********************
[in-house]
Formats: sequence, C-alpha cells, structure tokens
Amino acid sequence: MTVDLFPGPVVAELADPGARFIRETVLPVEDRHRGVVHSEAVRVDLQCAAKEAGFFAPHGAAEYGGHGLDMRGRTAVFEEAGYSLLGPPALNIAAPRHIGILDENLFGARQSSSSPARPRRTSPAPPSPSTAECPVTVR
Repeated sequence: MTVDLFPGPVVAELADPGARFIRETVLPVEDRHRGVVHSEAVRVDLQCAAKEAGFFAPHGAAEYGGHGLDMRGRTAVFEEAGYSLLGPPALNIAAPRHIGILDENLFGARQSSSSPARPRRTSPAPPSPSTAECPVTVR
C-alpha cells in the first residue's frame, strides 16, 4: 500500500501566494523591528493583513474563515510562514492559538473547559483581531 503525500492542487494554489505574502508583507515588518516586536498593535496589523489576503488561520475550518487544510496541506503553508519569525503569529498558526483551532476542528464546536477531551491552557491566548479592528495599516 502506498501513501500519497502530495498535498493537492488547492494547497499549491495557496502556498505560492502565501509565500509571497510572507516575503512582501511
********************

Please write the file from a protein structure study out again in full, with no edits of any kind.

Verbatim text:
[in-house]
Formats: sequence, C-alpha cells, structure tokens
Amino acid sequence: MTVDLFPGPVVAELADPGARFIRETVLPVEDRHRGVVHSEAVRVDLQCAAKEAGFFAPHGAAEYGGHGLDMRGRTAVFEEAGYSLLGPPALNIAAPRHIGILDENLFGARQSSSSPARPRRTSPAPPSPSTAECPVTVR
Repeated sequence: MTVDLFPGPVVAELADPGARFIRETVLPVEDRHRGVVHSEAVRVDLQCAAKEAGFFAPHGAAEYGGHGLDMRGRTAVFEEAGYSLLGPPALNIAAPRHIGILDENLFGARQSSSSPARPRRTSPAPPSPSTAECPVTVR
C-alpha cells in the first residue's frame, strides 16, 4: 500500500501566494523591528493583513474563515510562514492559538473547559483581531 503525500492542487494554489505574502508583507515588518516586536498593535496589523489576503488561520475550518487544510496541506503553508519569525503569529498558526483551532476542528464546536477531551491552557491566548479592528495599516 502506498501513501500519497502530495498535498493537492488547492494547497499549491495557496502556498505560492502565501509565500509571497510572507516575503512582501511